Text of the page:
Shotl wins SmartCatalonia 2020 rural mobility challenge

Our winning proposal to provide flexible, on-demand public transport for isolated rural populations will run as a 6-month pilot test with the Association of Rural Initiatives of Catalonia (ARCA).

Now in its 6th year, the SmartCatalonia Challenge is an initiative of the Catalan Ministry for Digital Policy and Public Administration. The award aims to foster creation of innovative digital solutions and startups to answer the challenges facing rural and urban areas in Catalonia. At the award ceremony on September 20, 2020, Shotl was chosen from 10 finalists to win Challenge 2 “How to Improve Mobility for Rural Populations to Access Basic Goods and Services.”

Our proposal was developed and presented in collaboration with the Town Council of Calaf. A town in the Alta Segarra region in central Catalonia, Calaf has 3500 inhabitants and offers basic services like education and healthcare, as well as sports and leisure facilities, markets, citizens associations, etc. Thirteen small villages lie in the surrounding area, all with under 600 habitants. Population density in the region is just 13.19 inhabitants/km².

Public transport in the region is only routed between major urban centers, so small villages are only served if they happen to lie along a major route, such as Calaf-Barcelona-Calaf. Even residents in small villages that are served must endure long wait times for low-frequency public transport to travel to Calaf. For many, particularly the young and old who rely on others, this means dependence on private vehicles is the only practical option.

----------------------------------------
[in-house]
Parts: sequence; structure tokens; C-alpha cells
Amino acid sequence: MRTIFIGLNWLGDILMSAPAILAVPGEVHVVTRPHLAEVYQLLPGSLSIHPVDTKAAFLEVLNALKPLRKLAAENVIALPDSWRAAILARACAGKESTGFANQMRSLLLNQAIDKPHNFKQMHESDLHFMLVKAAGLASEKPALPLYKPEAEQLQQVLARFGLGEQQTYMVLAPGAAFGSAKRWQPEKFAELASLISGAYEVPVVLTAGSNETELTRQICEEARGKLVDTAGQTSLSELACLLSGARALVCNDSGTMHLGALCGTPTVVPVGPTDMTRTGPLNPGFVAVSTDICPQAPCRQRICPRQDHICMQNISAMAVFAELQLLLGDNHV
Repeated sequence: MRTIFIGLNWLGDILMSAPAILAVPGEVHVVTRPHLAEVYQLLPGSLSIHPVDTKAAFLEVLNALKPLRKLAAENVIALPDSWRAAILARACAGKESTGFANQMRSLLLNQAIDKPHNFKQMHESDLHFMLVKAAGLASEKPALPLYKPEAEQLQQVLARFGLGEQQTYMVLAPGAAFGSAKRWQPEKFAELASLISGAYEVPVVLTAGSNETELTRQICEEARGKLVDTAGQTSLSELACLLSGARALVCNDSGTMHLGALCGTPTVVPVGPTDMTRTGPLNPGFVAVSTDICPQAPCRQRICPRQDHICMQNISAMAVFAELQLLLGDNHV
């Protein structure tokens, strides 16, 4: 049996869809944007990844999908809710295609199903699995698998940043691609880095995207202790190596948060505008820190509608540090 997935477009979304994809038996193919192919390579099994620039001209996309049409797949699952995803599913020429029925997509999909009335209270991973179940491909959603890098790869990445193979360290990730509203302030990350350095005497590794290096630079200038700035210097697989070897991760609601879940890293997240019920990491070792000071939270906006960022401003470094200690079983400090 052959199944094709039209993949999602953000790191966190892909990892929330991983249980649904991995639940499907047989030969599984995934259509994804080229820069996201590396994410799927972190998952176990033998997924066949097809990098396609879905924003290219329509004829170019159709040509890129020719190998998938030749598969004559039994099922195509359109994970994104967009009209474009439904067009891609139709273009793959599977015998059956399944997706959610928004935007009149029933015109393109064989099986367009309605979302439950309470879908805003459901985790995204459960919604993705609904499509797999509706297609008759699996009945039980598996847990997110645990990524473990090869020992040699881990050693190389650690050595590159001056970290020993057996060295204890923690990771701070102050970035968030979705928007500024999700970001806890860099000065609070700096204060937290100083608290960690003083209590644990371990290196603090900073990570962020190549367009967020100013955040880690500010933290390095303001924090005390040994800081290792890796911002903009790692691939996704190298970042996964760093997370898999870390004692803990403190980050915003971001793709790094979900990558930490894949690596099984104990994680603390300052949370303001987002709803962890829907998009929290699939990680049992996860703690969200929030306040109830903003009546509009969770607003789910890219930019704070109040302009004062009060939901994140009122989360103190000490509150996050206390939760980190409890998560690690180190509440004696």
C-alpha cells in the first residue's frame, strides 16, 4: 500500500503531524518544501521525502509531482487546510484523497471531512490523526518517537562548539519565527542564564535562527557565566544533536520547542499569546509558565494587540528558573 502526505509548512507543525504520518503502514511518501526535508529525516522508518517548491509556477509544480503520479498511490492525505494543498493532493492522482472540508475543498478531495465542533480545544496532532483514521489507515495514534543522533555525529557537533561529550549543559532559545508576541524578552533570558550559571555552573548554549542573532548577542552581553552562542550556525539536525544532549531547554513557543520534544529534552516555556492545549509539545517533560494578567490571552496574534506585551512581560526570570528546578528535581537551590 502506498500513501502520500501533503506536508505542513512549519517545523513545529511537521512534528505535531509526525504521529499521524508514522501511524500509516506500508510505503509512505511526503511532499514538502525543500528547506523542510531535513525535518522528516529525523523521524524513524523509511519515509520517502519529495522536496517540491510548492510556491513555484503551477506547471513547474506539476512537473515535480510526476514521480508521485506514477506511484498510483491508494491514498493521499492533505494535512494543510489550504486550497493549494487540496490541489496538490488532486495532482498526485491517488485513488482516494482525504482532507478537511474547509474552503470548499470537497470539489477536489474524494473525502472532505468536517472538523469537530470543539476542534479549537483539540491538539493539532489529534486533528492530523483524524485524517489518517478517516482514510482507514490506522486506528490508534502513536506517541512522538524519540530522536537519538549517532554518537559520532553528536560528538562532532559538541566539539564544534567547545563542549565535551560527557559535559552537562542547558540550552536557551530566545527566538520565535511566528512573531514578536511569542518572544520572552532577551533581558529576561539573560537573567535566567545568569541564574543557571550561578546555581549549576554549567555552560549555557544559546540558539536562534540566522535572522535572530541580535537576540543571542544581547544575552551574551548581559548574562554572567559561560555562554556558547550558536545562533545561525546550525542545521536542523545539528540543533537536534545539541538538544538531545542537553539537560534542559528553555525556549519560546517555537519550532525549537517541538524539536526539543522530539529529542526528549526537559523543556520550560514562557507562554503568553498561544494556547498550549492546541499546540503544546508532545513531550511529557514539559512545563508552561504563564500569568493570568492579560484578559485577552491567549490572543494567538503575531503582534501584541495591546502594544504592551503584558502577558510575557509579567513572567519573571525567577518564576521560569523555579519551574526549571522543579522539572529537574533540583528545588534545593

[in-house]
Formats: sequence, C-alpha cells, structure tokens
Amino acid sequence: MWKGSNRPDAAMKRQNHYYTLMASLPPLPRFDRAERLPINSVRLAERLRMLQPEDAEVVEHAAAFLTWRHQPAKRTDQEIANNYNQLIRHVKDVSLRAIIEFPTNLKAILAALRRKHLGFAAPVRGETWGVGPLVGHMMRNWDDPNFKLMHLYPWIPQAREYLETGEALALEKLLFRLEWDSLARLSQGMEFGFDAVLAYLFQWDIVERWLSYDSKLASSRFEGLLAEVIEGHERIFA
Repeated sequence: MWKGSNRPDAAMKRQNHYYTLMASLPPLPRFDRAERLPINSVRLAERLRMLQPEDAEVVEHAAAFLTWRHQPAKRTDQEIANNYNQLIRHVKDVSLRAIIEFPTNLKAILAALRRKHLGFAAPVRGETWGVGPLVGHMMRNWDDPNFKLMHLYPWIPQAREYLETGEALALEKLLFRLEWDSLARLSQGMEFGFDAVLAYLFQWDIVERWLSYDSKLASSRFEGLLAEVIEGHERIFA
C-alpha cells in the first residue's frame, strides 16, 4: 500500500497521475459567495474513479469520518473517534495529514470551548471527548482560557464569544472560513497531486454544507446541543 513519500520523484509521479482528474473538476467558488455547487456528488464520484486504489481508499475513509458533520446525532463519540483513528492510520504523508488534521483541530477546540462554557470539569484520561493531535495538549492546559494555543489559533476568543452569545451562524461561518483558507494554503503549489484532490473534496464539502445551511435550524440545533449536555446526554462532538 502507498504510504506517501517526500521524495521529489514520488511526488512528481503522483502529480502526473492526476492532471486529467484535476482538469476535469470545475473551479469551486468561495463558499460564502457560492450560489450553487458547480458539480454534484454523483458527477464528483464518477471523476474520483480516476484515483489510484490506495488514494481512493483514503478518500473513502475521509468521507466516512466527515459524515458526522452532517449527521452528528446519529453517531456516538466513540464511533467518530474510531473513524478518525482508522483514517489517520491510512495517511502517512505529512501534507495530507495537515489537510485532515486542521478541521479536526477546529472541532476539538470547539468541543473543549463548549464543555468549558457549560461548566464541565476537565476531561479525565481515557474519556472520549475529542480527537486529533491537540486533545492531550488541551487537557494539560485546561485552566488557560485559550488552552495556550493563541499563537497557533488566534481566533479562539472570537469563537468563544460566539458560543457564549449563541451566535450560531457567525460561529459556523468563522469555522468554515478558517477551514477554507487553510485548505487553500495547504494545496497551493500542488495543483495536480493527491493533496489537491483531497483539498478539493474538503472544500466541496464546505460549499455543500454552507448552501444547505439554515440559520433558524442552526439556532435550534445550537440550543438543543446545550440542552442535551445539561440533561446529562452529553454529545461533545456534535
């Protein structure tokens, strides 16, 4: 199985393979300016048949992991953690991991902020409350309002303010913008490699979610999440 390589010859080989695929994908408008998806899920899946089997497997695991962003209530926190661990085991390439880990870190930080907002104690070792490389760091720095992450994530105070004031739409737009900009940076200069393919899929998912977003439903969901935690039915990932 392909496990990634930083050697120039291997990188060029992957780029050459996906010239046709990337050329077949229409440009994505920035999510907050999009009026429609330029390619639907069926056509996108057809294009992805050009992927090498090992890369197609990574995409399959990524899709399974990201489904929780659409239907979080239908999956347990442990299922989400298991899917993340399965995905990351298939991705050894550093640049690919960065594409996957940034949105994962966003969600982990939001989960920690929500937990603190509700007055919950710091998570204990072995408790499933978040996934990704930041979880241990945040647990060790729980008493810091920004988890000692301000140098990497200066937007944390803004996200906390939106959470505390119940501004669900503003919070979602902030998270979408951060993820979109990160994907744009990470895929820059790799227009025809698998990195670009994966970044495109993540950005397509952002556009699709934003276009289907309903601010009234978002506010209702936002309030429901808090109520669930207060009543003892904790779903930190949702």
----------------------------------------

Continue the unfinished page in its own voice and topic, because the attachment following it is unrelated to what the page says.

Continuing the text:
We propose to repurpose an existing City Council van —currently used for day center transport— to provide flexible, on-demand public transport between Calaf and outlying villages. Since most journeys take 15-25 minutes, running services with a fixed schedule would mean an average frequency of every 4 hours, which offers little improvement on current services. We propose instead to enable flexible routes and schedules according to user requests made via app or a dedicated telephone line. Similar successful projects in suburban areas like Vallirana in Barcelona suggest this will reduce wait times to just 25 minutes.

For the service to be successful, ticket prices must be affordable, in line with public transport, and priced so that users contribute to the cost of running the service. Our service also allows for all necessary Covid-19 safety measures, including the possibility to automate capacity control via our platform.

We are very excited about this project, and not only because of what it offers residents of l’Alta Segarra. In recent years in Spain, the phenomenon of rural depopulation—known as “empty Spain”—has become a serious concern. Lack of employment opportunities, essential services and public transport have all contributed to the abandonment of smaller towns and villages. Now, though, in a post-Covid world where home working has become the norm, these rural areas could become more attractive for people wishing to escape the cities. For this to become a practical reality, however, easy access to basic goods and services remains essential. We will, therefore, be watching our pilot project in Calaf closely in the hope it could serve as a model for other isolated rural areas in the future.

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